The 15-minute city, an urban planning concept, would refocus cities around walking and biking, attempting to make all necessities available within 15 minutes by foot or by bike.
For most Americans, cars are necessary; only a few U.S. cities have reliable and extensive public transport systems, leaving most people dependent on cars to get to work, school, health care, and grocery stores. The 15-minute city, an urban planning concept, would refocus cities around walking and biking, attempting to make all necessities available within 15 minutes by foot or by bike. 15-minute cities would reduce climate damage and alleviate car dependency and congested roadways.
The pandemic heightened the demand for cycling and walking infrastructure, and many community members don’t want to look back. According to ABC News, many cities have embraced the idea of the 15-minute city, prioritizing bikers and walkers when city planning, including major metropolitan areas like Melbourne, Vancouver, and Paris. Most of the time, the implementation of the idea doesn’t involve demolishing and rebuilding city blocks but more minor changes like increased bike lanes and pedestrian areas, as well as limiting car-friendly areas to prioritize pedestrians.
It’s hard to believe that something as innocuous as pedestrian accessibility could be the start of a conspiracy theory, but that’s precisely what happened with the 15-minute city. The conspiracy started with the claim that limiting cars was a government overreach and an attack on personal freedoms, which is ironic considering that 15-minute cities would give residents more options for travel rather than less. But the claims have only gotten wilder, with theorists claiming that 15-minute cities will become the government’s open-air prisons.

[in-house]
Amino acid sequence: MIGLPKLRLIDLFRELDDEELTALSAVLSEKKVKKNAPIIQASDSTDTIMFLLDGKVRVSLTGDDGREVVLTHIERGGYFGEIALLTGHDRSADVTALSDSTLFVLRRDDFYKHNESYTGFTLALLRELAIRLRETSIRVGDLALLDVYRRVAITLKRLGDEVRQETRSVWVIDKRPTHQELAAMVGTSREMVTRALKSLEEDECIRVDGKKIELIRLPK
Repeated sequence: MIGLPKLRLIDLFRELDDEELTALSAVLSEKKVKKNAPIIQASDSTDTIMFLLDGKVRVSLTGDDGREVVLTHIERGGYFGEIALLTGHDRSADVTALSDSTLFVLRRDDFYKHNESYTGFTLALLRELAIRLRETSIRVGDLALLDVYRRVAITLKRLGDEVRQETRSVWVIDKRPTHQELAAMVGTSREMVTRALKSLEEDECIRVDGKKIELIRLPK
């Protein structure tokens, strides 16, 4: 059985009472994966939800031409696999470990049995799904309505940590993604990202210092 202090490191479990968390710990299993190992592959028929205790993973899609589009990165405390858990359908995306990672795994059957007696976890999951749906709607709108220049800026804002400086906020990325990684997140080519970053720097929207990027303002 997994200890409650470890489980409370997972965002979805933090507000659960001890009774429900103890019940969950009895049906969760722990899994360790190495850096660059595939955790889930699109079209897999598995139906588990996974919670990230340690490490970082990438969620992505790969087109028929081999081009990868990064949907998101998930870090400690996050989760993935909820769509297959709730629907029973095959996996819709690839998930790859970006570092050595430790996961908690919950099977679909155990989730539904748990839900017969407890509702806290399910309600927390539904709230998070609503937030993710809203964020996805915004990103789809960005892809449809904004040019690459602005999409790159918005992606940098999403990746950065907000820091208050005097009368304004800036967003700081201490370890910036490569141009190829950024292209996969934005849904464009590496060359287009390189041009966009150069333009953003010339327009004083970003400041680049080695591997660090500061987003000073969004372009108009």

Theorists believe that, after 15-minute cities are established, residents will be required to have permission to leave their zones of residence; the fact that it’s been promoted globally and not just by the American government doesn’t display a universally good idea to conspiracy theorists but points to a widespread, worldwide model of government control. Conspiracy theorists are so passionately opposed to 15-minute cities that they’ve even taken to the streets in protest.
Edmonton, a city in Alberta, Canada, recently adopted a 15-minute city plan to promote walking and biking and lessen their impact on climate change, but protestors claimed that the city’s government would use the 15-minute cities to illegally track people’s individual carbon footprints. These claims and lies about the planning concept have gotten so outrageous that many planning officials are fearful that communities will be unable to have rational discussions about city planning at all.
What many protestors don’t seem to realize is that 15-minute cities aren’t intended to limit or prohibit car use, but to reduce car dependency—a much more likely form of control is the cities that are so spread out that people must drive to get any of their necessities. People in areas of urban sprawl are forced to use cars to get everywhere, leaving them little to no other transportation options; the 15-minute city would expand people’s access to different kinds of transportation and encourage people to get outside. While the 15-minute city as a planning concept would have a positive impact on millions of lives, it’s too soon to tell whether it can move past the conspiracy theorists to affect real change.